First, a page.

The Best Sleep Schedule For People Who Work Nights

04/15/2015 08:47 am ET | Updated Mar 12, 2016


It's hard enough to get sufficient rest when you're holding down a 9-to-5 job. It's even trickier when you're one of the more than 15 million Americans who clock in as the rest of us zonk out. But research suggests that with a little planning, night-shift workers can get plenty of shut-eye. "Within about a week, permanent night-shift workers can reset their body clock so they feel sleepy at the right time of their day," says Charmane Eastman, PhD, a professor and researcher at the Biological Rhythms Research Lab at Chicago's Rush University Medical Center, who has been studying how to help shift workers for almost three decades. Eastman has shared a sample workday plan below. Adapt it to fit your schedule and body's response.

By Ashley Williams

  • Work
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    11 P.M.: Begin Work

    Midnight–5 A.M.: Simulate daytime with bright light. Invest in a light-therapy box. It will help reset your body clock and keep you alert.

    3 A.M.: If you're a coffee drinker, have your last cup. Caffeine has an average half-life of four to six hours, so it could affect your ability to sleep later.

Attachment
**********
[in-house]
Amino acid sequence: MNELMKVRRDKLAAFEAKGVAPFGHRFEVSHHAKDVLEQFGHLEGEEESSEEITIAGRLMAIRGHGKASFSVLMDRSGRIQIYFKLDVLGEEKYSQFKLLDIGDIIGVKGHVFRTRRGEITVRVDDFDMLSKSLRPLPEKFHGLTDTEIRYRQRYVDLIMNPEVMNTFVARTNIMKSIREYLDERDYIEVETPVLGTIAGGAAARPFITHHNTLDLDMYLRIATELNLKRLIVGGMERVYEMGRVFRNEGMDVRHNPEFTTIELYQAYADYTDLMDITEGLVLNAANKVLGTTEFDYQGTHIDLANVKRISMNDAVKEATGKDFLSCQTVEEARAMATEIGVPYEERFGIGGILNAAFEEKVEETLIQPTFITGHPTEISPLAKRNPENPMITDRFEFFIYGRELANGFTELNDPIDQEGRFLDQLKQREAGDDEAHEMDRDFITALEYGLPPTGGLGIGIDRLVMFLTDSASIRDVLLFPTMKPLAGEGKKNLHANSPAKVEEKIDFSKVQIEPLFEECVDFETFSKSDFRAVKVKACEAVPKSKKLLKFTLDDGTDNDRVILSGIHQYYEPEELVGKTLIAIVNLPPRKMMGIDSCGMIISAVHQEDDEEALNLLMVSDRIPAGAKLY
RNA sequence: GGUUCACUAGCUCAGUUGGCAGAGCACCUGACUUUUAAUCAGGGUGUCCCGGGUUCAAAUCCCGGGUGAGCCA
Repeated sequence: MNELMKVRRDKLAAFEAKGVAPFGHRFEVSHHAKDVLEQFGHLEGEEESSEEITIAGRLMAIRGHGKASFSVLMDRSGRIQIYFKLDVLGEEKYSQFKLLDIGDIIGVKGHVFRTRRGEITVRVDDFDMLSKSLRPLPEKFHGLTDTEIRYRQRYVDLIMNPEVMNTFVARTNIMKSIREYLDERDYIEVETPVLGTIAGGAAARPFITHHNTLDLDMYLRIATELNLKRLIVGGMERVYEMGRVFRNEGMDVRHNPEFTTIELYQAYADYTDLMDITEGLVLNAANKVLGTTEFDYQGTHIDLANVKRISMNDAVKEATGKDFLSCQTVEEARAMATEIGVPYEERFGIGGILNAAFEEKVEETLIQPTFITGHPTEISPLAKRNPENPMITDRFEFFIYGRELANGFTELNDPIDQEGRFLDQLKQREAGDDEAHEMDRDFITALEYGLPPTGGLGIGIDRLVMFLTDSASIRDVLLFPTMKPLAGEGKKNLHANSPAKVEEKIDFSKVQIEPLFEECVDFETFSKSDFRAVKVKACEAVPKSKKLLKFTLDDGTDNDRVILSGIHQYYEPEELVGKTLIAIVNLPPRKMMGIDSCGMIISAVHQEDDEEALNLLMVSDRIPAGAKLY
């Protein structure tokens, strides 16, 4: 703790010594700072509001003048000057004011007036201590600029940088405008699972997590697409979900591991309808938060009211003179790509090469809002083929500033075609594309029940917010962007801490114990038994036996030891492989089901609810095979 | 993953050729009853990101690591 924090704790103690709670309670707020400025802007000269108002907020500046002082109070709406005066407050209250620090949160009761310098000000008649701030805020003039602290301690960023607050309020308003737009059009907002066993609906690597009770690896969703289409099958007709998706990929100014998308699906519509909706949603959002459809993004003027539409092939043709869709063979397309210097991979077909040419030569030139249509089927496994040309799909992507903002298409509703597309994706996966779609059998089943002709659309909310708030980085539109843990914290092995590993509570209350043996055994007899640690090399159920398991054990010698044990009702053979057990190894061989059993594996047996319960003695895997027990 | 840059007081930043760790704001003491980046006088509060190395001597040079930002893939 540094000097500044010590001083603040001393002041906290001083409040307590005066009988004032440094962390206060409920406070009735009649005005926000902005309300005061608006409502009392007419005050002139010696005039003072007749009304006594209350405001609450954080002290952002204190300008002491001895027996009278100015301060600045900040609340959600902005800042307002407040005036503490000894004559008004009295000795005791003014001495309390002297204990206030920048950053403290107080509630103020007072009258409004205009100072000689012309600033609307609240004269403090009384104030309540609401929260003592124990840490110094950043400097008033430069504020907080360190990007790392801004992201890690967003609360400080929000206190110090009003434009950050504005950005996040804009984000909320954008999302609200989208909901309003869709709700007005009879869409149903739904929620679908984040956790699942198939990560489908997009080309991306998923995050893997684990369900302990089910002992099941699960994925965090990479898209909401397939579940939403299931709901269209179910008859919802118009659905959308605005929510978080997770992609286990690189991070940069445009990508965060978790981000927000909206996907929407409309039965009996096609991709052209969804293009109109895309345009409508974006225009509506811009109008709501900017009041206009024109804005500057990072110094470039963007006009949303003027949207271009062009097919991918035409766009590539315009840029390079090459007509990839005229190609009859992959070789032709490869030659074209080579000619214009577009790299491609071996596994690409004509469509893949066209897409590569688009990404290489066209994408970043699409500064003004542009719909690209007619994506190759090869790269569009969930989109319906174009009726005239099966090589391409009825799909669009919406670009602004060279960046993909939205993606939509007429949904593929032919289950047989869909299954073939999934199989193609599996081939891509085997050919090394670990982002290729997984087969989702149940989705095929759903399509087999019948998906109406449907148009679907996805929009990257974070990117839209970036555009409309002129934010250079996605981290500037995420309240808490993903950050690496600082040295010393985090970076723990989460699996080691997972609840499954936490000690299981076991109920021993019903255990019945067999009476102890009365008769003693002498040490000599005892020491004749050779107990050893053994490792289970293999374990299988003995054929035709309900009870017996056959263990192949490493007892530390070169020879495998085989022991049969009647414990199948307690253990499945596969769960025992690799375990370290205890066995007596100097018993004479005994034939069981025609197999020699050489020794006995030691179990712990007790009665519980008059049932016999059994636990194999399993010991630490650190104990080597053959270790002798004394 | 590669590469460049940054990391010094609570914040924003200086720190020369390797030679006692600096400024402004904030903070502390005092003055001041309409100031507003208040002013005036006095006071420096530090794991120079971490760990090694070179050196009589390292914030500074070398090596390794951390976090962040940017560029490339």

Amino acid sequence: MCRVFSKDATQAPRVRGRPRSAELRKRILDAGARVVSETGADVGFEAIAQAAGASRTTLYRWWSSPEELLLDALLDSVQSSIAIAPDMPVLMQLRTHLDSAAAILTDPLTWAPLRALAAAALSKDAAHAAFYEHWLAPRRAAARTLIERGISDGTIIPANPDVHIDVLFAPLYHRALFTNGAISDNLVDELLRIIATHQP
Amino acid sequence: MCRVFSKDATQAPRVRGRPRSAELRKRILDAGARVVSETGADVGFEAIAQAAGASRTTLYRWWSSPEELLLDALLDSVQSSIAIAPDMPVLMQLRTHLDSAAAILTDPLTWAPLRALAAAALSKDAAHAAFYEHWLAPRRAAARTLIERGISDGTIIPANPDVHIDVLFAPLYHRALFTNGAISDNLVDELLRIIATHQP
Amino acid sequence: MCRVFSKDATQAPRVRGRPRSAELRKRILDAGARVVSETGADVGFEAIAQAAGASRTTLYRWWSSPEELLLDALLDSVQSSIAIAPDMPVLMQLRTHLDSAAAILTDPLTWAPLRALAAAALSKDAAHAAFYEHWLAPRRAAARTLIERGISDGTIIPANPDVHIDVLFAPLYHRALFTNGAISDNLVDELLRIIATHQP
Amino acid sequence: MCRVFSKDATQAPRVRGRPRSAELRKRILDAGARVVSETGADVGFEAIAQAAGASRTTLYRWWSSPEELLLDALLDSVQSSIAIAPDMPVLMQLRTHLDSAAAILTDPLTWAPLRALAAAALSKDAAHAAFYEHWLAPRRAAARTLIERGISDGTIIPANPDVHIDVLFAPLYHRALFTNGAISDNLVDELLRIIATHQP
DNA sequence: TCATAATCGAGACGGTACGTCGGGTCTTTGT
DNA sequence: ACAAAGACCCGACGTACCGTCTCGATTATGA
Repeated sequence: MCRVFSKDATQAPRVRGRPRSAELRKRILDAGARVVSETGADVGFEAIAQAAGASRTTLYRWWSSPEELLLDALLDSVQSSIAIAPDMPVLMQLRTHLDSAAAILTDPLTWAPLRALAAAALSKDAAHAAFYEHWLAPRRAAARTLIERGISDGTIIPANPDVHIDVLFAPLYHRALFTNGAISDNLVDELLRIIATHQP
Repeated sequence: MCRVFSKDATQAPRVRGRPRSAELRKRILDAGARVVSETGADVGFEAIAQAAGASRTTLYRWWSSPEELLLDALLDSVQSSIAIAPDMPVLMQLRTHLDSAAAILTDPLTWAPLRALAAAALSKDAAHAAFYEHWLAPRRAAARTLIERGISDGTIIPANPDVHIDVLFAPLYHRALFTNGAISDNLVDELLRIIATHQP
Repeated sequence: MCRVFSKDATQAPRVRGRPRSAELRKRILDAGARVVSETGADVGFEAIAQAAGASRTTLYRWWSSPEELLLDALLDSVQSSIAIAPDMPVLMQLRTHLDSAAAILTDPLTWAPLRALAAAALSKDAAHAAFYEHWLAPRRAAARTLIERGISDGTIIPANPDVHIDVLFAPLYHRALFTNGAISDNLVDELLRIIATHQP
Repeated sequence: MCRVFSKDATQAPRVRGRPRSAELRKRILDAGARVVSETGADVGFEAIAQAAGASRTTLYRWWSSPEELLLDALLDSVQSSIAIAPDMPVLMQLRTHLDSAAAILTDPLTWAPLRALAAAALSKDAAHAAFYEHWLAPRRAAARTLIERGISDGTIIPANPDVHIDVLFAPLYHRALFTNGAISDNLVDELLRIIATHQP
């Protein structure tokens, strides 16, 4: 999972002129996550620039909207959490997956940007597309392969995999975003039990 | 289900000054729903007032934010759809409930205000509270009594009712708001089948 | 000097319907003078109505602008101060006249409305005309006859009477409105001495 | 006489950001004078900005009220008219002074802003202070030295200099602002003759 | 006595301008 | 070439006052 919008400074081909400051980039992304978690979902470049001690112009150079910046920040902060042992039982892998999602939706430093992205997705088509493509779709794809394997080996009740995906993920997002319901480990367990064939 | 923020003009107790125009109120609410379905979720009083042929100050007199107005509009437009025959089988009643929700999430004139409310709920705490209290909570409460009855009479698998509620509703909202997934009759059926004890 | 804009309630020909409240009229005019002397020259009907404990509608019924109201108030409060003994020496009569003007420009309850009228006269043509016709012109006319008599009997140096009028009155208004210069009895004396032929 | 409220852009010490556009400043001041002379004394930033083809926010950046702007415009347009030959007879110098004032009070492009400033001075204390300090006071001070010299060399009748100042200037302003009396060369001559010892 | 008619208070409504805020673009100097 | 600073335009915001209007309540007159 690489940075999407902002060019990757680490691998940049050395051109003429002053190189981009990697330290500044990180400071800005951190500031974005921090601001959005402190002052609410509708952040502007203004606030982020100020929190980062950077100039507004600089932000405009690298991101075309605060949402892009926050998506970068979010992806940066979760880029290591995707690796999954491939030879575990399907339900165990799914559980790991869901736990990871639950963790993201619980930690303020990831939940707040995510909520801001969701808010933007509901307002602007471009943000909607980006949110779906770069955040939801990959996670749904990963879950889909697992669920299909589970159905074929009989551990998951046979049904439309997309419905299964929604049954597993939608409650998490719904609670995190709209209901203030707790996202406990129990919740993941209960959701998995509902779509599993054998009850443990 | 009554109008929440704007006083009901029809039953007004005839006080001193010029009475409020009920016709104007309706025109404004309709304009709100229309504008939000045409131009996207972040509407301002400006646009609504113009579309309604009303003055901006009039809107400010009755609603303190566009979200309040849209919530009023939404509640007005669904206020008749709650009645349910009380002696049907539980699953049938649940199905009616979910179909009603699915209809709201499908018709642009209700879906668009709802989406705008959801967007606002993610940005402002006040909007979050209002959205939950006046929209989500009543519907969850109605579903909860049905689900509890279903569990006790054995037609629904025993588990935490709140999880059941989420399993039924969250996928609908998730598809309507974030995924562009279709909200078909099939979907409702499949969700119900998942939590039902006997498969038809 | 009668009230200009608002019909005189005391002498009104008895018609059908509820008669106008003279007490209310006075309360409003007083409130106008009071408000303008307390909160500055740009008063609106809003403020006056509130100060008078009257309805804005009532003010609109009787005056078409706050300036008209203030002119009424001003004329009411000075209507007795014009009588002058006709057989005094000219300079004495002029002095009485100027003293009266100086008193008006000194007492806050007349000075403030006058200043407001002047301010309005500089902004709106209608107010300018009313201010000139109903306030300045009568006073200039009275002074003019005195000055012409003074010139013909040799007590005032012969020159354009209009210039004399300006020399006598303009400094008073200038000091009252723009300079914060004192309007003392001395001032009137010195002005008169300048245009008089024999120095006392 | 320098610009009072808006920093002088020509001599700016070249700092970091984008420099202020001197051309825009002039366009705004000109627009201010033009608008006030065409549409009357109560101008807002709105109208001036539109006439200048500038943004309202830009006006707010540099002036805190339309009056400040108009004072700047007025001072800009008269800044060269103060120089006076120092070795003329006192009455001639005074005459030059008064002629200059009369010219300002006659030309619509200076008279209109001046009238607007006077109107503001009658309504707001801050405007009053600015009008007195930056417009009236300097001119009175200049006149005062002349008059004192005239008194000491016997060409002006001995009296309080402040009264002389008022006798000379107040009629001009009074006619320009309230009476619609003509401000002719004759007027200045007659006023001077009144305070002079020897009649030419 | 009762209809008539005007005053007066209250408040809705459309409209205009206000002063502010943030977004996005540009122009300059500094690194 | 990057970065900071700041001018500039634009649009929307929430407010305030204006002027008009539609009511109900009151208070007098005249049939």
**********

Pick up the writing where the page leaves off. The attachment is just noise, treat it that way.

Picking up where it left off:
3–4 A.M.: Eat dinner. Progressively push your meals later each night, until you get to the times suggested for dinner, breakfast and lunch.

    7 A.M.: Head home. Here's when you want to avoid bright light at all costs. Put on dark sunglasses with lenses designed to reduce blue light (commonly known as blue blockers).
  • Rest
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    8 A.M.: Get in bed ASAP. If you expose yourself to too much light, you'll disrupt the circadian clock you're trying to reset and your body temperature will rise too soon after you fall asleep; If that happens, you'll wake up before getting enough rest.

    8 A.M.–3 P.M.: Sleep. Darken your bedroom with blackout curtains and turn on a white-noise generator to drown out ambient sounds.
  • Start Your Day
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    3–4 P.M.: Wake up and eat breakfast. Also make sure to get at least 15 minutes of sun exposure to trick your circadian clock into thinking it's morning.

    4:30–7 P.M.: Go about your daily activities. Spend time with family, do household chores, exercise, etc.

    9 P.M.: Eat lunch.

    *On days off, sleep from 3 a.m. to noon; shift meals earlier.

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